Documents considered by the Committee on 12 September 2018 Contents

32UNECE Vehicle type approvals

Committee’s assessment

Politically important

Committee’s decision

Cleared from scrutiny

Document details

Proposal for a Council Decision on the position to be adopted on behalf of the European Union in the relevant Committees of the United Nations Economic Commission for Europe as regards the proposals for amendments to UN Regulations Nos 12, 14, 16, 17, 43, 44, 46, 48, 49, 110, 121, 129 and 134, to UN Global Technical Regulations Nos 6 and 15, to the Rules of Procedure of WP.29 and to the General Guidelines for UN regulatory procedures and transitional provisions in UN Regulations, and as regards proposals for three new UN Regulations, one new UN Global Technical Regulation and a proposal for a new Mutual Resolution

Legal base

Article 114 TFEU in conjunction with Article 218(9); QMV

Department

Transport

Document Number

(39142), 13120/17 + ADD 1, COM (17) 602

Summary and Committee’s conclusions

32.1In the context of the UK’s approaching departure from the European Union, the Committee has been considering the significance of the United Nations Economic Commission for Europe (UNECE) World Forum for Harmonization of Vehicle Regulations, also known as Working Party 29 (WP29), for UK vehicle and component manufacturers. To this end, the Committee decided to hold draft Council Decision (13120/17),344 to establish the EU position in the Committees of UNECE for a quarterly ‘mega-decision’, even though the Decision had been unexpectedly adopted by the Council on 6 November 2017 and the legislative procedure has already concluded.

32.2In its first report,345 the Committee asked the Government to provide a detailed overview of UNECE activity with respect to harmonisation of vehicle standards and its interaction with the EU. The Minister (Jesse Norman) has since responded to the Committee’s questions at length, providing, as requested, a thorough overview of regulatory harmonisation at both UNECE and EU level, which is now available on the Department for Exiting the European Union’s website for European Memoranda.346 The key points of the Minister’s response are incorporated into our conclusions, below.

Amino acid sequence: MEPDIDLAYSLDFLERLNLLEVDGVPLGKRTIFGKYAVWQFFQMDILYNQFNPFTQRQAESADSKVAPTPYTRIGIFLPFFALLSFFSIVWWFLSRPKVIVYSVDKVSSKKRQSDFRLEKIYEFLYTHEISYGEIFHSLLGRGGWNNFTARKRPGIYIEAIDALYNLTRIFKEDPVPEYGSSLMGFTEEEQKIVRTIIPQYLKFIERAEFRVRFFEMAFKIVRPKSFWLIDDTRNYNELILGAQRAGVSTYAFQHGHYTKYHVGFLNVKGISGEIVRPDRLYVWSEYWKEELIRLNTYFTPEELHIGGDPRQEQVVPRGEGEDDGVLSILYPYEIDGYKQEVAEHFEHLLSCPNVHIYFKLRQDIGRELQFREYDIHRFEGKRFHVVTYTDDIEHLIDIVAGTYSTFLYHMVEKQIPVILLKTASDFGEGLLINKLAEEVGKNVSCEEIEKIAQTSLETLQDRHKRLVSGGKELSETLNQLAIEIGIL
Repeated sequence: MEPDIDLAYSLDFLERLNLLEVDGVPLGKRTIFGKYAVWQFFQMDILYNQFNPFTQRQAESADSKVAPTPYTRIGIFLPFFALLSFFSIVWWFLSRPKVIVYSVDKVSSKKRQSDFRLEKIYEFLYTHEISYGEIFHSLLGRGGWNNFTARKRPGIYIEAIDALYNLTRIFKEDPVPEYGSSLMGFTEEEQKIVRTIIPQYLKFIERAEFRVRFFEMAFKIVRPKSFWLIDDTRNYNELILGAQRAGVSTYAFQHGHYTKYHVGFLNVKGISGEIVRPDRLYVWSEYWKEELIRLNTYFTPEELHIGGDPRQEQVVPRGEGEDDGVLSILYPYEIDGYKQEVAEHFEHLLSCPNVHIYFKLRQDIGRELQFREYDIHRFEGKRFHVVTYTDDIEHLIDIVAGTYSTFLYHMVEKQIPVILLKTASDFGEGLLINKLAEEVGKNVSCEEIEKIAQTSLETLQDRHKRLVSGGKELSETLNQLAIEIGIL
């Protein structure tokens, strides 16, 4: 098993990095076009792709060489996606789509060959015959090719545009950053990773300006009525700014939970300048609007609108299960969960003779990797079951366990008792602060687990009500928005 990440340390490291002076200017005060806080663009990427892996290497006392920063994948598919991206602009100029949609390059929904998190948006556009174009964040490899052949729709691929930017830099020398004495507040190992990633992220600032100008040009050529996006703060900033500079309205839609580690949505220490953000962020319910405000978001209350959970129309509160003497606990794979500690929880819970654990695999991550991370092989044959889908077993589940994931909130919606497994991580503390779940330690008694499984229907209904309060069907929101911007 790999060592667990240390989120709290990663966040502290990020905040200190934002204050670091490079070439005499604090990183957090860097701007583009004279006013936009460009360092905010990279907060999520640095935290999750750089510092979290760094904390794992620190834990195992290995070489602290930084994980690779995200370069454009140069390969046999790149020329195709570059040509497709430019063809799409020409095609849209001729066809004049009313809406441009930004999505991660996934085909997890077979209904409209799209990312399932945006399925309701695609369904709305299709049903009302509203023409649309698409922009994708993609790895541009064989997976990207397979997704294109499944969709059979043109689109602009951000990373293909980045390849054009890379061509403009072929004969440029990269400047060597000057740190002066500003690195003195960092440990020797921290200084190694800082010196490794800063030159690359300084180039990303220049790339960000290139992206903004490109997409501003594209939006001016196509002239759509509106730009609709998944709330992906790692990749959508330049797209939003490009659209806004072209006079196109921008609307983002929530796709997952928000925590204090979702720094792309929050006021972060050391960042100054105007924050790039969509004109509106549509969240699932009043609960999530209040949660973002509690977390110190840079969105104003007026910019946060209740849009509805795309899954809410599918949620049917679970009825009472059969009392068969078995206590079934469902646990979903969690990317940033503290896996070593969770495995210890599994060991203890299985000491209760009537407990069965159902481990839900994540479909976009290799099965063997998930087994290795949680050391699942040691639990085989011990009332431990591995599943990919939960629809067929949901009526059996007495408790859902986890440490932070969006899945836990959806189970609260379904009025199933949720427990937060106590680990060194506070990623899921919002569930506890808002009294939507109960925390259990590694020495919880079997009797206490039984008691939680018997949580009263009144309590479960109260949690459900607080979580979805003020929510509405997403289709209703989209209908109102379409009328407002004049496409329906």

32.3Additional points of interest from the Minister’s response include that:

The Minister does not regard EU influence on UNECE as problematic, as (he states) “at present we largely agree with the EU positions and in the short to medium term we do not anticipate significant divergence.” The Minister adds that the UK is “a well-respected member of the UNECE, chairs two important working groups and is respected for its expert contributions” and expects that “the high level of influence we currently enjoy will not diminish.”

32.4We thank the Minister for his exemplary, detailed response to the Committee’s questions about the implications of EU exit for UK involvement in the World Forum Working Party 29 (WP29) of the United Nations Economic Commission for Europe (UNECE), of which we have taken note. The Minister reiterates that the Government intends the UK to remain a contracting party to UN Regulations and Global Technical Regulations when it exits the EU, due to the benefits of international regulatory harmonisation in reducing barriers to trade.

32.5In terms of EU exit, the most relevant aspect of the UNECE regulatory framework for vehicle harmonisation are the UN Regulations annexed to the 1958 Agreement, which legally bind the contracting parties to accept approvals of vehicle systems, parts and equipment issued by other contracting Parties where harmonisation has occurred (an arrangement which, we note, does not constitute mutual recognition of divergent national standards).348 When the UK is no longer an EU Member State and any transitional arrangements have ended, UN Regulations will permit continued recognition of UK Vehicle Certification Agency issued type-approvals for most vehicle components; however, this will not be the case for VCA-issued whole vehicle type-approvals, meaning that manufacturers will have to go through the EU Whole Vehicle Type-Approval System before placing vehicles on the EU market.